Salt Lake City elected their 35th mayor on November 3, and it was a historic result.
Former State Representative Jackie Biskupski narrowly defeated incumbent mayor Ralph Becker, who was trying to win a 3rd term as mayor.
However, beyond the routine election, there is an even more significant result. After being the first lesbian state legislator, Biskupski is now the first openly lesbian mayor in Salt Lake City’s history.
In the nation’s most conservative state, and in a city that is home to the Church of Jesus Christ of Latter Day Saints, which has been an opponent of same-sex marriage, Biskupski’s election is a stunning one.
Republican State Representative Fred Cox, who is a supporter of traditional marriage, endorsed Biskupski. In the past, he also has endorsed Mel Nimer, an openly gay Republican.
“When I look at a candidate, I consider everything I know…whether someone agrees with my views on marriage, might affect a vote or an endorsement. How they treat me based on my views may be more of an issue. Do they make fun of my beliefs on marriage? Do they treat me poorly because we don’t agree? Do they call me names because we differ? Neither Jackie nor Mel have.”
Cox supported Biskupski partly because of past work in the legislature they had done together: “Any contact or help I have needed since, she has treated me with respect and help, even when we didn’t agree.” He also says that he believes that she was the most fiscally conservative of the two candidates.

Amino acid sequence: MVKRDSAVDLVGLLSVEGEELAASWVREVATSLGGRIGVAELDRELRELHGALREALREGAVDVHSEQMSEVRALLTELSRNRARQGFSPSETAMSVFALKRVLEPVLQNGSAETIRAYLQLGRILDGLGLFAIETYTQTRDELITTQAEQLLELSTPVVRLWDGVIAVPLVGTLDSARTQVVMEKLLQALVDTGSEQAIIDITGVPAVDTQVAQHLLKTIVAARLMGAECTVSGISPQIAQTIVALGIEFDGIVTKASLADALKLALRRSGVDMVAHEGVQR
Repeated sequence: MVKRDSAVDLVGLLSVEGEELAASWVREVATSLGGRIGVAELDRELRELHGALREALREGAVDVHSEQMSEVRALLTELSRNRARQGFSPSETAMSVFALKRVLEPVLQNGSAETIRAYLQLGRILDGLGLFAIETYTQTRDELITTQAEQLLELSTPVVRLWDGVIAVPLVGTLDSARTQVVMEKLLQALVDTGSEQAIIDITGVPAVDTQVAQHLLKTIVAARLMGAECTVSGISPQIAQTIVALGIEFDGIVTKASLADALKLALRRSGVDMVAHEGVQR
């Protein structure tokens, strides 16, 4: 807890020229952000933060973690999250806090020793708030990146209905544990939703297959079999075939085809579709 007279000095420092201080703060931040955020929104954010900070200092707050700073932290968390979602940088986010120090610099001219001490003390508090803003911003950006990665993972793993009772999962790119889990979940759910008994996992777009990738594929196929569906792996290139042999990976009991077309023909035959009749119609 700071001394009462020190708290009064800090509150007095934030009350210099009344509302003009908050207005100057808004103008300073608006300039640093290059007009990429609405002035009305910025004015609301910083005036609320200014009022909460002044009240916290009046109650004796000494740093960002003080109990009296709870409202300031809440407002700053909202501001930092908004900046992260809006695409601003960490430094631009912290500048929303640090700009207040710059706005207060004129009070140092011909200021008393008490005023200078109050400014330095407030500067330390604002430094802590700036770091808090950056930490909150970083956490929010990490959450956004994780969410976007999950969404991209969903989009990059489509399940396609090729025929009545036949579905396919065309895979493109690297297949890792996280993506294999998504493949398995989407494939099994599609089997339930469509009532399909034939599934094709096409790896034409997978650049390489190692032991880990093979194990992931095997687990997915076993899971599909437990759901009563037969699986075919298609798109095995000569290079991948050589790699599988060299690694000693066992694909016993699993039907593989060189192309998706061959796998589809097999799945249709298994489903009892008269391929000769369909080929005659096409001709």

As to the significance of Biskupski’s election, different people took different sides.
Equality Utah, an LGBT Rights group, released a statement on their Facebook page, saying that Biskupski’s victory “sends a powerful message to all LGBTQ Utahns that their sexual orientation will never be a limitation to public service. We look forward to working alongside Mayor Biskupski to advance policies that will benefit all Utahns”
What does her victory mean for the future of LGBT candidates in Utah? Certainly, Salt Lake City is predominantly more liberal than the rest of Utah, and also has fewer Mormons. This leaves many to wonder if this is simply a demonstration of Salt Lake’s independent streak, or if it can be a statewide-opening for LGBT candidates in Utah. Only time will tell.